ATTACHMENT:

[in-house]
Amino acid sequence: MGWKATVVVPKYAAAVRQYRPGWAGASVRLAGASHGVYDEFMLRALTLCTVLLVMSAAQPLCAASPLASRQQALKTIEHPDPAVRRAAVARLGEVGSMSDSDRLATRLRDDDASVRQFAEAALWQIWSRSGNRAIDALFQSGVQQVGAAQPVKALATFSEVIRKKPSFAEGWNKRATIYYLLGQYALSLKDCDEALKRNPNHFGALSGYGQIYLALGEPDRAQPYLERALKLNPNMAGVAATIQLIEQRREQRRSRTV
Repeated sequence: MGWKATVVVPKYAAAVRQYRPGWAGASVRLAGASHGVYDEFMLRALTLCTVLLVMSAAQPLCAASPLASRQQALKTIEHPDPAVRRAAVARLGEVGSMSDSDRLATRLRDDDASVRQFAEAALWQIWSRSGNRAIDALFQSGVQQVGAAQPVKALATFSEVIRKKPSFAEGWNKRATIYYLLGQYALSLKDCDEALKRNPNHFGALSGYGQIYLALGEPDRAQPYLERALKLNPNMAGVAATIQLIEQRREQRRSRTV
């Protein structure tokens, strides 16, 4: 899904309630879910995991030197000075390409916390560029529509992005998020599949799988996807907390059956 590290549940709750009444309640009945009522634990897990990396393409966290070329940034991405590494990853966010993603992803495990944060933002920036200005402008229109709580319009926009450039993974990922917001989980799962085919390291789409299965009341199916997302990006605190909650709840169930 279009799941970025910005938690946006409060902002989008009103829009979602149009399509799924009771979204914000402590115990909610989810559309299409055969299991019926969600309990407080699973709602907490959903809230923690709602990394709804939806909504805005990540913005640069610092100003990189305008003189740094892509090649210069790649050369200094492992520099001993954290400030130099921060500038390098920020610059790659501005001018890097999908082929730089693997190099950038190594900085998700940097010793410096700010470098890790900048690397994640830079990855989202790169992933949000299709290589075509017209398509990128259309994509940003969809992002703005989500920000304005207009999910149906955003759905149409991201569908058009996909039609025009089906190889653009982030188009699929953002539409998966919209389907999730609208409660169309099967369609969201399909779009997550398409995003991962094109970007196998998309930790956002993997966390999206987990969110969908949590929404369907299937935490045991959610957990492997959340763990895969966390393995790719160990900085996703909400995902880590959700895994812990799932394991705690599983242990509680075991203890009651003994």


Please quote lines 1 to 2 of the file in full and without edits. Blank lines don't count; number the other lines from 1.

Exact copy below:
[in-house]
Amino acid sequence: MGWKATVVVPKYAAAVRQYRPGWAGASVRLAGASHGVYDEFMLRALTLCTVLLVMSAAQPLCAASPLASRQQALKTIEHPDPAVRRAAVARLGEVGSMSDSDRLATRLRDDDASVRQFAEAALWQIWSRSGNRAIDALFQSGVQQVGAAQPVKALATFSEVIRKKPSFAEGWNKRATIYYLLGQYALSLKDCDEALKRNPNHFGALSGYGQIYLALGEPDRAQPYLERALKLNPNMAGVAATIQLIEQRREQRRSRTV